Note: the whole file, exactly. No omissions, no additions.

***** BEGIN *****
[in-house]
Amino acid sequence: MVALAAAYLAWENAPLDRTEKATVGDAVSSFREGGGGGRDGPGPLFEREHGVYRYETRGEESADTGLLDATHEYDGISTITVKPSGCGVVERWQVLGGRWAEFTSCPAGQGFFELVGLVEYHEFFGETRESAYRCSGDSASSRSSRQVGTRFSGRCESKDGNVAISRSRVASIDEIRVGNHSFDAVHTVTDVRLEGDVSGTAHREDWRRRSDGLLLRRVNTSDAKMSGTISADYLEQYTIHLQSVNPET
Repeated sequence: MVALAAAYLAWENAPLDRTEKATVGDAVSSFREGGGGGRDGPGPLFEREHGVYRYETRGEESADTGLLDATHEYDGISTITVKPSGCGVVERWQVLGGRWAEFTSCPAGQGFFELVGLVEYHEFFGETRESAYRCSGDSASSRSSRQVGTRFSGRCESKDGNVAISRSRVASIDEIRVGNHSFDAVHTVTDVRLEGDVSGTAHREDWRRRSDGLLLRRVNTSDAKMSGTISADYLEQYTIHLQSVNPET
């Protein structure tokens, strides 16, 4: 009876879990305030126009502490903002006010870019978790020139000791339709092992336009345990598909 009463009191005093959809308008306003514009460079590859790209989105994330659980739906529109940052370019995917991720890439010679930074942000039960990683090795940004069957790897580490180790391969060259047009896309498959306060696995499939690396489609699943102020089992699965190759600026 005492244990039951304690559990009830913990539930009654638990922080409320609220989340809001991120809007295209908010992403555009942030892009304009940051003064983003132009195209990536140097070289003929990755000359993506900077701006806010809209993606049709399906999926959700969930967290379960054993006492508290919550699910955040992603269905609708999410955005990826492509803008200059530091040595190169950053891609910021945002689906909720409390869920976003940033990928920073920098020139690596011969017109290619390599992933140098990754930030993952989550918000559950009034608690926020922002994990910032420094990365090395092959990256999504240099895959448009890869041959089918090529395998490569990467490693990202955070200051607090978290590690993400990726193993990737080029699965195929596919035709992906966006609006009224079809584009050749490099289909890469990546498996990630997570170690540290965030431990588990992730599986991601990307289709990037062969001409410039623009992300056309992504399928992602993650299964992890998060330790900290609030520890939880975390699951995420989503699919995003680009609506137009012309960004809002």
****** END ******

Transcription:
[in-house]
Amino acid sequence: MVALAAAYLAWENAPLDRTEKATVGDAVSSFREGGGGGRDGPGPLFEREHGVYRYETRGEESADTGLLDATHEYDGISTITVKPSGCGVVERWQVLGGRWAEFTSCPAGQGFFELVGLVEYHEFFGETRESAYRCSGDSASSRSSRQVGTRFSGRCESKDGNVAISRSRVASIDEIRVGNHSFDAVHTVTDVRLEGDVSGTAHREDWRRRSDGLLLRRVNTSDAKMSGTISADYLEQYTIHLQSVNPET
Repeated sequence: MVALAAAYLAWENAPLDRTEKATVGDAVSSFREGGGGGRDGPGPLFEREHGVYRYETRGEESADTGLLDATHEYDGISTITVKPSGCGVVERWQVLGGRWAEFTSCPAGQGFFELVGLVEYHEFFGETRESAYRCSGDSASSRSSRQVGTRFSGRCESKDGNVAISRSRVASIDEIRVGNHSFDAVHTVTDVRLEGDVSGTAHREDWRRRSDGLLLRRVNTSDAKMSGTISADYLEQYTIHLQSVNPET
């Protein structure tokens, strides 16, 4: 009876879990305030126009502490903002006010870019978790020139000791339709092992336009345990598909 009463009191005093959809308008306003514009460079590859790209989105994330659980739906529109940052370019995917991720890439010679930074942000039960990683090795940004069957790897580490180790391969060259047009896309498959306060696995499939690396489609699943102020089992699965190759600026 005492244990039951304690559990009830913990539930009654638990922080409320609220989340809001991120809007295209908010992403555009942030892009304009940051003064983003132009195209990536140097070289003929990755000359993506900077701006806010809209993606049709399906999926959700969930967290379960054993006492508290919550699910955040992603269905609708999410955005990826492509803008200059530091040595190169950053891609910021945002689906909720409390869920976003940033990928920073920098020139690596011969017109290619390599992933140098990754930030993952989550918000559950009034608690926020922002994990910032420094990365090395092959990256999504240099895959448009890869041959089918090529395998490569990467490693990202955070200051607090978290590690993400990726193993990737080029699965195929596919035709992906966006609006009224079809584009050749490099289909890469990546498996990630997570170690540290965030431990588990992730599986991601990307289709990037062969001409410039623009992300056309992504399928992602993650299964992890998060330790900290609030520890939880975390699951995420989503699919995003680009609506137009012309960004809002």